Tag Archives: David Yazbek

Good Clean Fun


New Alexandra Theatre, Birmingham, Tuesday 5th May, 2015


Opening night of the tour of this West End smash hit; I feel like a bit of a scoundrel myself for reviewing the show before the official press night (tomorrow) but then I can only talk about the performances I see.

I remember the Michael Caine/Steve Martin film from years ago only dimly: the Ruprecht scene, and the denouement – rest assured you need no foreknowledge of the movie to appreciate this adaptation in all its glory.

And glorious it is. There is a lightness of touch throughout – we are never invited to take any of it seriously. Even the supposedly more emotion numbers are tongue-in-cheek, and involve duplicity at some point. David Yazbek’s catchy tunes and witty lyrics are in keeping with the humour of Jeffrey Lane’s book, and there is a casual break-the-fourth-wall approach to the staging that adds to the fun.

Set on the French Riviera, this is the story of conman Lawrence (silver fox Michael Praed) who pretends to be a European prince in need of funds to save his country. Enter Freddy (Noel Sullivan, better than he’s ever been) a low-rent American trickster – the pair team up to fleece a Oklahoman heiress (Phoebe Coupe making a lasting impression as the bullish Jolene). When ‘soap queen’ Christine arrives in town, the pair become rivals, competing for both her money and the right to stay in town and ply their trade.

Carley Stenson is a powerful presence as the American target of the two conmen, belting out her songs in a good, old-fashioned musical voice. Noel Sullivan is spot on as Freddy, displaying a fine line in physical comedy, while Michael Praed is smooth and debonair and just as swoonsome as he was in Dynasty as European Prince Michael of Moldavia, managing to remain suave even when he’s swanning around in disguise as a German psychiatrist.  This talented and enjoyable trio are supported by the excellent Mark Benton as Andre, the crooked chief of police, and Geraldine Fitzgerald’s Muriel. It is clear from the off that the cast are enjoying themselves – without being self-indulgent. This enjoyment transmits to the audience and so we enjoy the performances rather than admire the reprehensible behaviour of this unscrupulous, immoral characters. It’s not even a morality tale. No one is reformed at the end.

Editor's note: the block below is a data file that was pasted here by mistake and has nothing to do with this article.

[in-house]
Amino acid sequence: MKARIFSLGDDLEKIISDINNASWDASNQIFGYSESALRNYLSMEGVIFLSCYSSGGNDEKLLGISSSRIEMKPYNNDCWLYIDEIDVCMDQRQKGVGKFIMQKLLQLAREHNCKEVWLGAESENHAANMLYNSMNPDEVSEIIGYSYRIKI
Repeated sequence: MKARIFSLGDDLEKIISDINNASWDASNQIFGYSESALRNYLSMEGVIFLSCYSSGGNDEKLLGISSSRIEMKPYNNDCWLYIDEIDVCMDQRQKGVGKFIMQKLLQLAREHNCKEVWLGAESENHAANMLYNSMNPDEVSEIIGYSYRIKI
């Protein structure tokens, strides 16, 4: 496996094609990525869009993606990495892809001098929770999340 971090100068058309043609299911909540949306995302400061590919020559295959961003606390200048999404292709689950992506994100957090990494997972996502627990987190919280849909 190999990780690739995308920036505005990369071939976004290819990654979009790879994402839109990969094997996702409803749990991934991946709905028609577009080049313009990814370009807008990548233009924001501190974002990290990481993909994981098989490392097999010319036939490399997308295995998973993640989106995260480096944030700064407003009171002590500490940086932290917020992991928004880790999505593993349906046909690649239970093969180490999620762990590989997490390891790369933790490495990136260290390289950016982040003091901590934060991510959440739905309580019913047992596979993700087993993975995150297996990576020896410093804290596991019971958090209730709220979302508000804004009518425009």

The story flourishes in its new theatrical medium. Peter McKintosh’s elegant set hosts a lively ensemble of dancers for the production numbers. Jerry Mitchell’s choreography and direction give a flavour of the South of France, tempered with some Latin American moves and music.

It all adds up to a cracking night out – a superior example of a film-to-stage adaptation, a toe-tapping, laugh-out-loud fun ride performed by a stellar cast, company and band.

dirty rotten

Talent Laid Bare


The Crescent Theatre, Birmingham, Tuesday 7th October, 2014


Based on the extremely popular British film, this musical adaptation transplants the action to Buffalo, New Jersey. It’s brash and perhaps a little shallower than the original but the change of location works very well: the issues it covers (the emasculating power of long-term unemployment and the reversal of gender roles and expectations) are universal.  The men’s strip show is not just a money-spinner, it’s a way of reasserting their masculinity.  They’ve been stripped of their traditional role, so they strip off their clothes to remind everyone they are still men.

Terrence McNally’s script follows the familiar story, and there is a lively, jazz-infused rock score with witty lyrics, both by David Yazbek: the band is excellent – flawless, in fact.

Chris Ranger leads as rough and ready Jerry, whose desperation to raise child support leads him to rally his mates to create a troupe of strippers. It’s opening night and Ranger warms into his role – especially his scenes with fat friend Dave (Mark Heath, in a bold performance that brings pathos). Ranger’s voice is well-suited to the score although needs to be a little louder in the mix – Mind you, my seat is practically on the musical director’s head, so it’s not the best position, acoustically speaking.

Stephen Duckham directs his strong cast with an assured hand – it’s the third time he has directed this show and so the attention to detail is spot on. Mary Dunn impresses as Dave’s wife Georgie, with a powerful singing voice and a touching manner. Dane Foxx gives Horse some lovely moves, accentuated by Sally Jolliffe’s choreography, and young Luke Flaherty is effective as Jerry’s son Nathan – who is more mature and level-headed than his dad. Rob Fusco is very good as Harold, trying to hide his joblessness from his big-spending wife (Michelle Worthington, who excels in her musical numbers)

Claire J Smith almost steals the show as chain-smoking, tough-talking piano playing Jeanette (a new character that adds to the Americanisation, and the musicalisation – if that’s a word, of this version) but above and beyond this hard-working and skilful bunch shines the exceptional talent of Mark Walsh, who makes uptight, skittish oddball Malcolm absolutely adorable in a performance of West End quality. He is consistently hilarious without upstaging his scene-mates and when he sings at his mother’s funeral, it breaks your heart. Walsh somehow lifts the whole production without overshadowing the rest of the cast, a feat which is as remarkable as his characterisation.

Funny, touching and still relevant, The Full Monty remains an entertaining piece and BMOS delivers “the goods” on all counts.